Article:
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Autistic people, Qualitative research -- Participant observation, Research ethics, Academic Autism Spectrum Partnership in Research and Education, Autism spectrum disorders -- Research


As interest in autism in adulthood grows, so does the need for methods to promote the inclusion of autistic adults in research. Our objective was to create practice-based guidelines for the inclusion of autistic adults, both as research team members and as study participants. We conducted an institutional ethnography of three closely related research partnerships that used participatory methods with autistic adults over the years 2006–2018. We used an iterative approach which combined discussions with community and academic partners and artifact review. Guidelines to promote the inclusion of autistic adults as co-researchers focus on being transparent about partnership goals, clearly defining roles and choosing partners, creating processes for effective communication and power-sharing, building and maintaining trust, disseminating findings, encouraging community capacitation, and fairly compensating partners. Guidelines to promote the inclusion of autistic adults as study participants focus on maximizing autonomy and inclusion, creating an accessible consent process, offering multiple modes of participation, adapting survey instruments for use with autistic adults, creating accessible qualitative interview guides, and handling data from proxy reporters. Although these practice-based guidelines may not apply to all research teams, we hope that other researchers can capitalize on these practical lessons when including autistic adults in research.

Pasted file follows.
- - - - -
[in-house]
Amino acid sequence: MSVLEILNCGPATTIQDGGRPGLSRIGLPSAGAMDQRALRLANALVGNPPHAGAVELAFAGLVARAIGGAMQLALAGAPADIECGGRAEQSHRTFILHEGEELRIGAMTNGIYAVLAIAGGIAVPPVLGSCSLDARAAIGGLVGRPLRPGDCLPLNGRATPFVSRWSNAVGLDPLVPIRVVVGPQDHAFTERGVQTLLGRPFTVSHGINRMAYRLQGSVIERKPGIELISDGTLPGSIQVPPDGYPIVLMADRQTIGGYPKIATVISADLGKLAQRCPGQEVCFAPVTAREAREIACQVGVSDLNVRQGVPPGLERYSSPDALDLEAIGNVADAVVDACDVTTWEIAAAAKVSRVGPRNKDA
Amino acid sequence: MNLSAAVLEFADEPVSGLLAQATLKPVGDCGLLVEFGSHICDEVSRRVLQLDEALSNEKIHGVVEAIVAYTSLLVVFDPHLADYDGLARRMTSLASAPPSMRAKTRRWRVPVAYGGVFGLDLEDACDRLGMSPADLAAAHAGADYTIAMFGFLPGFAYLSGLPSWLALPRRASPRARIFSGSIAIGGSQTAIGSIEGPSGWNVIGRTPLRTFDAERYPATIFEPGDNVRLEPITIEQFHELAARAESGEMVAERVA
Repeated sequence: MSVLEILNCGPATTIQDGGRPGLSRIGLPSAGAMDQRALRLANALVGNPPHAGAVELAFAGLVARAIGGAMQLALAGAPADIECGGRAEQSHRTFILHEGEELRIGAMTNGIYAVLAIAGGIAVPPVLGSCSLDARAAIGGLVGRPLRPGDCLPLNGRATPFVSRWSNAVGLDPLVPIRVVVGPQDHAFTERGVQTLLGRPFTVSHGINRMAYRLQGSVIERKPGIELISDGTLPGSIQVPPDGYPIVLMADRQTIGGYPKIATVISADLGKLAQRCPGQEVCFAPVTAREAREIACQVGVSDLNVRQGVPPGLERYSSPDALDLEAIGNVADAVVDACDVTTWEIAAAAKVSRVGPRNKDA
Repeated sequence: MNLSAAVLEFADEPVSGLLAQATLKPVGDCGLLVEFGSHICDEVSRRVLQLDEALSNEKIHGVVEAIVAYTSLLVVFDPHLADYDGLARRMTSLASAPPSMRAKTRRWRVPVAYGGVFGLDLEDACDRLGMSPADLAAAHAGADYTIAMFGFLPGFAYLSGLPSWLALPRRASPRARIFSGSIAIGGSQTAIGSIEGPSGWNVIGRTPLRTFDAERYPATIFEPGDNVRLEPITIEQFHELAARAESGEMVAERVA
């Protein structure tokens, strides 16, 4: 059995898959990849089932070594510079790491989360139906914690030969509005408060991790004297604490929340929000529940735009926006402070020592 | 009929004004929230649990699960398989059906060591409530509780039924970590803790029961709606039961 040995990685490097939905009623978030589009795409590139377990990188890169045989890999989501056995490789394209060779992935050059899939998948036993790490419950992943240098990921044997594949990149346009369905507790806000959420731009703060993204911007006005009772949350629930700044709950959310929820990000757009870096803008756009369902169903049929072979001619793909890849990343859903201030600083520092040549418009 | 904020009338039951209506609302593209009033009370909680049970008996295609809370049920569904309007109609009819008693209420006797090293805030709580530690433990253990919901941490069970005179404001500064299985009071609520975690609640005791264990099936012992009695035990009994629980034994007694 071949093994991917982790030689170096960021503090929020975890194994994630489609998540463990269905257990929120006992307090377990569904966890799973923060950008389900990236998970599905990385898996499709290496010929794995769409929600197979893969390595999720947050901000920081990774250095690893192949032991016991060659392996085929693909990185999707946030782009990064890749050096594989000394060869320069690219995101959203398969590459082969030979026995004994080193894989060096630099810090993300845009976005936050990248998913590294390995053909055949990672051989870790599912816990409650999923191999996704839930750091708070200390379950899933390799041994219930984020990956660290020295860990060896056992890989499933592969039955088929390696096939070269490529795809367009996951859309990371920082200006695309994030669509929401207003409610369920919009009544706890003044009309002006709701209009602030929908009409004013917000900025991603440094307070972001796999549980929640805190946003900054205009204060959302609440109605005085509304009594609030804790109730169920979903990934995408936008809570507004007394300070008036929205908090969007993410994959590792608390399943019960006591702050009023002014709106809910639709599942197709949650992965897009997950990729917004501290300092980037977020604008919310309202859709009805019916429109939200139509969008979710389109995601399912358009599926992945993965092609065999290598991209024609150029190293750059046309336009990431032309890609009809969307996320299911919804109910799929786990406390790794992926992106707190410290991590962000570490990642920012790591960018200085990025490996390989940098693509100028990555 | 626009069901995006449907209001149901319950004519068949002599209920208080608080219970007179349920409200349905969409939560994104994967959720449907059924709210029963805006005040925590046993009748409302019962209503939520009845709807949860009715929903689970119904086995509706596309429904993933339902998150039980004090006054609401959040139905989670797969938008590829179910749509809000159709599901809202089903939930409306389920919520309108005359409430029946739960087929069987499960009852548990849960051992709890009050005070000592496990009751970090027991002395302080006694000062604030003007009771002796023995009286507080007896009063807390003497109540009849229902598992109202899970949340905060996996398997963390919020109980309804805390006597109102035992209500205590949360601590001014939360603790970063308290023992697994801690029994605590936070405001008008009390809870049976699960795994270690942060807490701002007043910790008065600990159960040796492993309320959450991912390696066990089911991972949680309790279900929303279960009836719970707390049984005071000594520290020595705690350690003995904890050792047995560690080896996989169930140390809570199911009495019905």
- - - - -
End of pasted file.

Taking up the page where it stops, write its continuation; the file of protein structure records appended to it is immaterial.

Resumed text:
Copyright © 2021 by The National Autistic Society, SAGE Publications This is the author’s version of a work that was accepted for publication in Autism. Changes resulting from the publishing process, such as peer review, editing, corrections, structural formatting, and other quality control mechanisms may not be reflected in this document. Changes may have been made to this work since it was submitted for publication. A definitive version was subsequently published in Autism, 2019 and can be found online:



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